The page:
Over the past handful of years, I have been talking and reveling a lot about the science of happiness, and my happiness from having learned that science through courses at Yale and Berkeley online. I do this enough that there’s even a header menu choice for “happiness” on my blog, even though there’s not a huge number of posts under it. That’s how much I value trying to catch people’s attention with it to share it with them! For all of its value and my intent, though, I find that talking about the science and pursuit of happiness in life occasionally rubs people the wrong way, or lead them to think I’m really misguided since I’d never be happy if I’m always chasing something I can’t get, right? Yes, except that I’m really working to maintain as much of something as I can, though that wasn’t quite right, either. I am not trying to be ecstatic or even perky sort of happy throughout most of my days, which is not what the courses taught, either. I am just pursuing a general feeling of bliss throughout as much for as many of my days as possible, and minimizing stresses and/or things that get me down, stressful or not. But how to properly explain that? Well, recently, the Greater Good Science Center at UC Berkeley which had taught me the Science of Happiness course came to the rescue. Contentment, was the word I was seeking and meaning to use, not happiness, and it makes a huge world of difference!
On today’s No Stupid Questions podcast, there was mention of a study on the value of psychotherapy where the study authors (not the podcasters), stated psychotherapy had no value, and arrogantly added, therefore, all the studies that showed psychotherapy had value were now in question. I’ll address that arrogance later, but in the meanwhile, I’ll address the problem with that study’s bias that the podcasters, economist Stephen Dubner and psychologist, Angela Duckworth, didn’t fully reconcile, to my surprise.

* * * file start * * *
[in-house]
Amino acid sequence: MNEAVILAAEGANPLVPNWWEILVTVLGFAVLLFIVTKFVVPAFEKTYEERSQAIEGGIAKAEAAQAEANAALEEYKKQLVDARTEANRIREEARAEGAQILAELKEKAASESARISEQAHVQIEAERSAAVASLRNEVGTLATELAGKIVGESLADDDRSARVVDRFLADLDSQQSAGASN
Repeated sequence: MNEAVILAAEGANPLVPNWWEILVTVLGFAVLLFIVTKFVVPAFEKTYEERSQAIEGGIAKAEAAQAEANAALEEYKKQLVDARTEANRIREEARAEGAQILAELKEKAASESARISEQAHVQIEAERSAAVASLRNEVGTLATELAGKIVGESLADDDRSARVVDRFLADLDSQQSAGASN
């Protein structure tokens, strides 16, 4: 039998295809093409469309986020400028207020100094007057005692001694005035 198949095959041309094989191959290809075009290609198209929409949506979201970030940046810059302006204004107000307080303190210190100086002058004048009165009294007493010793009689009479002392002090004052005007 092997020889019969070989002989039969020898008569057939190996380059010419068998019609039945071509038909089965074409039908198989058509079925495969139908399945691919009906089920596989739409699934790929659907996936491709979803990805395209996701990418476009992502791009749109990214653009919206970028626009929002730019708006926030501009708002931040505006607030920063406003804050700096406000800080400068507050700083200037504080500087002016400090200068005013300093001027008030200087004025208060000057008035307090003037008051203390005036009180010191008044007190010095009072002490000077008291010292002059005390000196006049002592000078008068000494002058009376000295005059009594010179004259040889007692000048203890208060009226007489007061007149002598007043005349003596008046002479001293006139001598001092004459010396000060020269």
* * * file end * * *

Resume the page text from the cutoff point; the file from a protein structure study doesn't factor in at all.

Some practical advice on how to get yourself some motivation for any time, not just at the start of a new year or new decade! See the Happiness Lab Podcast in Twitter link below.
Fresh Start Effect
Extra motivation we get when we deem something to be a fresh start for ourselves.
A motivation technique to bundle something you are tempted by with something productive you are less keen on (eg. audiobook listening while exercising).
Psychological Immune System
A concept parallel to the physical immune system, to describe one’s ability to resist or accept change, both good and bad, the way the physical immune system can reject things intended to be good for the body like organ transplants.
- More info from Psychology Today
The linked article doesn’t offer the same definition, and doesn’t talk about the resistance to good changes, either. I learned about the concept in a more easily understandable way via the episode of the new The Happiness Lab podcast linked below.
I recently completed two courses on the science of happiness. The first was the Science of Well-being course from Yale, on Coursera, offered by Professor Laurie Santos. The second was the Science of Happiness offered by the UC Berkeley on their edX platform. From those two courses that were fairly complementary, I have put together a presentation not just on the science of happiness, but what it says to help you become happier, that summarizes the content of the courses, for which there was plenty! Links on the side of each slide lets you access much more information than the practical aspects I touch upon for this to be useful. While the courses are about the science of happiness, their content is geared towards making the learner happier, and that is lens through which I am presenting it. The science on its own isn’t terribly great if you don’t or can’t use it for something good, right?
Below is the presentation in 3 formats, pending how you want to view them.